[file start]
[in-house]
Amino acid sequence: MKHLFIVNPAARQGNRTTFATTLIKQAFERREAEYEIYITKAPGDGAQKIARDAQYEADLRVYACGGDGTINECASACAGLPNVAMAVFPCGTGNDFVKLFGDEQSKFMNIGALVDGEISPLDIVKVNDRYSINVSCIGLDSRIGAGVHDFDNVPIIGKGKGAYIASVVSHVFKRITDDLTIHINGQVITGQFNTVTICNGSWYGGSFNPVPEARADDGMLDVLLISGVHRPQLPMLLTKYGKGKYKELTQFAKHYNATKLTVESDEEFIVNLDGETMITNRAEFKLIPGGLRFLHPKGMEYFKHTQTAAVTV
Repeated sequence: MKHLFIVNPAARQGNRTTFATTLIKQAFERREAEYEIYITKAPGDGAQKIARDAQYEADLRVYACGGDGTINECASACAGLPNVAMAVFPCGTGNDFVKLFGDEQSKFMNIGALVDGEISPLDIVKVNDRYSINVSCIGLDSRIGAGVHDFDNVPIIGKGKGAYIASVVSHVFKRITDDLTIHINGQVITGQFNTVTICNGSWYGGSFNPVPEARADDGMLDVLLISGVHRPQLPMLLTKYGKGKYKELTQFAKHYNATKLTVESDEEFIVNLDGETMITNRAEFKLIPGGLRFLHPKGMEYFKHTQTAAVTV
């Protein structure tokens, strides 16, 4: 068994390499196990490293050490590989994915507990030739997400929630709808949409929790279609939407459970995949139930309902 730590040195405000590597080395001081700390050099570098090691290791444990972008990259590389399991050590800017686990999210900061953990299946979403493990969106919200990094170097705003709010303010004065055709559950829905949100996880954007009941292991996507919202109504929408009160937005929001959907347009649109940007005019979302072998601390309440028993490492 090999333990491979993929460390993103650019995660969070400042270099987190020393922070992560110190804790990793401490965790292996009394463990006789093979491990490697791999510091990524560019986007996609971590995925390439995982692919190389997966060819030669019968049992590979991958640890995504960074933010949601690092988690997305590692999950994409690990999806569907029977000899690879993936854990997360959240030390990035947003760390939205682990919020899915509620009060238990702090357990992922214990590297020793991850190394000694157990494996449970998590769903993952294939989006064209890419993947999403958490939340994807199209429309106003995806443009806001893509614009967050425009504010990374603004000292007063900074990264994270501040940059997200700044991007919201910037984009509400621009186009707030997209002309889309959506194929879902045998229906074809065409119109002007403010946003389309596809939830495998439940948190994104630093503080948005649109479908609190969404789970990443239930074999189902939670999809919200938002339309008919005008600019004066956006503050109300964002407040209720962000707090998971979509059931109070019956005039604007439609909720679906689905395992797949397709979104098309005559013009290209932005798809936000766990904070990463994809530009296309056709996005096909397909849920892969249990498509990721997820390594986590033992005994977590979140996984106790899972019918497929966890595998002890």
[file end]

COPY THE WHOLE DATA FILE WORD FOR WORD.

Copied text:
[in-house]
Amino acid sequence: MKHLFIVNPAARQGNRTTFATTLIKQAFERREAEYEIYITKAPGDGAQKIARDAQYEADLRVYACGGDGTINECASACAGLPNVAMAVFPCGTGNDFVKLFGDEQSKFMNIGALVDGEISPLDIVKVNDRYSINVSCIGLDSRIGAGVHDFDNVPIIGKGKGAYIASVVSHVFKRITDDLTIHINGQVITGQFNTVTICNGSWYGGSFNPVPEARADDGMLDVLLISGVHRPQLPMLLTKYGKGKYKELTQFAKHYNATKLTVESDEEFIVNLDGETMITNRAEFKLIPGGLRFLHPKGMEYFKHTQTAAVTV
Repeated sequence: MKHLFIVNPAARQGNRTTFATTLIKQAFERREAEYEIYITKAPGDGAQKIARDAQYEADLRVYACGGDGTINECASACAGLPNVAMAVFPCGTGNDFVKLFGDEQSKFMNIGALVDGEISPLDIVKVNDRYSINVSCIGLDSRIGAGVHDFDNVPIIGKGKGAYIASVVSHVFKRITDDLTIHINGQVITGQFNTVTICNGSWYGGSFNPVPEARADDGMLDVLLISGVHRPQLPMLLTKYGKGKYKELTQFAKHYNATKLTVESDEEFIVNLDGETMITNRAEFKLIPGGLRFLHPKGMEYFKHTQTAAVTV
């Protein structure tokens, strides 16, 4: 068994390499196990490293050490590989994915507990030739997400929630709808949409929790279609939407459970995949139930309902 730590040195405000590597080395001081700390050099570098090691290791444990972008990259590389399991050590800017686990999210900061953990299946979403493990969106919200990094170097705003709010303010004065055709559950829905949100996880954007009941292991996507919202109504929408009160937005929001959907347009649109940007005019979302072998601390309440028993490492 090999333990491979993929460390993103650019995660969070400042270099987190020393922070992560110190804790990793401490965790292996009394463990006789093979491990490697791999510091990524560019986007996609971590995925390439995982692919190389997966060819030669019968049992590979991958640890995504960074933010949601690092988690997305590692999950994409690990999806569907029977000899690879993936854990997360959240030390990035947003760390939205682990919020899915509620009060238990702090357990992922214990590297020793991850190394000694157990494996449970998590769903993952294939989006064209890419993947999403958490939340994807199209429309106003995806443009806001893509614009967050425009504010990374603004000292007063900074990264994270501040940059997200700044991007919201910037984009509400621009186009707030997209002309889309959506194929879902045998229906074809065409119109002007403010946003389309596809939830495998439940948190994104630093503080948005649109479908609190969404789970990443239930074999189902939670999809919200938002339309008919005008600019004066956006503050109300964002407040209720962000707090998971979509059931109070019956005039604007439609909720679906689905395992797949397709979104098309005559013009290209932005798809936000766990904070990463994809530009296309056709996005096909397909849920892969249990498509990721997820390594986590033992005994977590979140996984106790899972019918497929966890595998002890």